But does it really?
I recently sat in on a music appreciation group run by an occupational therapy assistant as a consultant, on an in-patient mental health ward for women. A member of the group started out positively and beamed at everyone; "music makes you happy" extolling the power that it had to lift her mood and to make her feel good no matter how terrible she might have been feeling. Great. I mean, that's really great, no? Some in the room embraced her views with matched enthusiasm. One turned away from her and seemed to retreat inwards towards their own core. I wondered what some music might trigger for her?
When I was little my dad used to practice Bach's Preludes and Fugues on the piano that leaned against the other side of the wall to my bedroom. Now that he has been dead for some years this music brings feelings of such comfort and melancholy, all at once, like an embrace from someone you can't quite touch but whose presence you can almost feel. It doesn't just make me happy. It elicits a smorgasbord of emotions all at once, in turn making me need space and time to go into my own head to be able to process this deeply personal and subjective response.
Happiness and its pursuit has become big bucks for western society with self-help books, mindfulness apps, bigger, better, shinier appearances and assertion that these things contribute towards a happier self. Music can trigger all kinds of emotional and physiological reactions for people, happiness being just one in the myriad. Retailers play music specially chosen to be the optimum speed, volume and style to induce the consumer to spend more and stay longer. Some tube stations trialled piping in classical music to reduce crime and antisocial behaviour. This example demonstrates that one person's delight can be another person's punishment. At its most extreme, music is used in C.I.A. torture techniques.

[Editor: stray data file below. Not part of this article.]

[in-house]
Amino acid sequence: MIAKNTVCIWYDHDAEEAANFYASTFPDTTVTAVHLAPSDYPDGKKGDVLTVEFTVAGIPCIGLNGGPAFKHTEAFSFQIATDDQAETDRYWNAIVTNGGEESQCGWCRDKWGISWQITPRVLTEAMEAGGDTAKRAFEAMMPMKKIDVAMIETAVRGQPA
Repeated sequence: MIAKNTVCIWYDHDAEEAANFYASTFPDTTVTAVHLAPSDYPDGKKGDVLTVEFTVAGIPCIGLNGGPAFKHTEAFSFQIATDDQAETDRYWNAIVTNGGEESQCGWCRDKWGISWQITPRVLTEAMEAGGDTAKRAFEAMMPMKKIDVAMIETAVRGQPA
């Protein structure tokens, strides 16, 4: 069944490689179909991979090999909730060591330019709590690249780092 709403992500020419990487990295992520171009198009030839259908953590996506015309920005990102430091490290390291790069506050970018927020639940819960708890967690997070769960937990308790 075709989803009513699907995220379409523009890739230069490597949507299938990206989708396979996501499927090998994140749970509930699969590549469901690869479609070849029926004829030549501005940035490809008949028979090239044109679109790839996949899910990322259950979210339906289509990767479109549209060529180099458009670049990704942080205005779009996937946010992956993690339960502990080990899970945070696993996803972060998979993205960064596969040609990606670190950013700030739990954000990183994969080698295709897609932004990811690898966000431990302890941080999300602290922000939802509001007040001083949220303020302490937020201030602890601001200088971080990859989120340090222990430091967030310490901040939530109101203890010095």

Some will say that neither Morrisey or depression are joking matters and I agree. However, it helpfully illustrates the idea that music can make us feel something other than happy. Recently there was a suggestion in a Professional Standards Authority (PSA) consultation - Promoting Professionalism, Reforming Regulation (January 2018) - that some professions cease to be statutorily regulated. This made the various Arts Therapies professions alert to the possibility that we might be among these. It would not have been the first time that others might not have understood the importance of regulation of Arts Therapies, perhaps due to the thought that the arts are warm and fuzzy, creative and happy-making, and could do no harm. These suppositions exist in the minds of many and illustrate a lack of basic understanding for the arts, the arts therapies and for the differences between good practice and dangerous practice in therapy. Misuse or misunderstanding of the arts in a therapeutic setting can cause great harm. Music doesn't just make us happy. Far from it.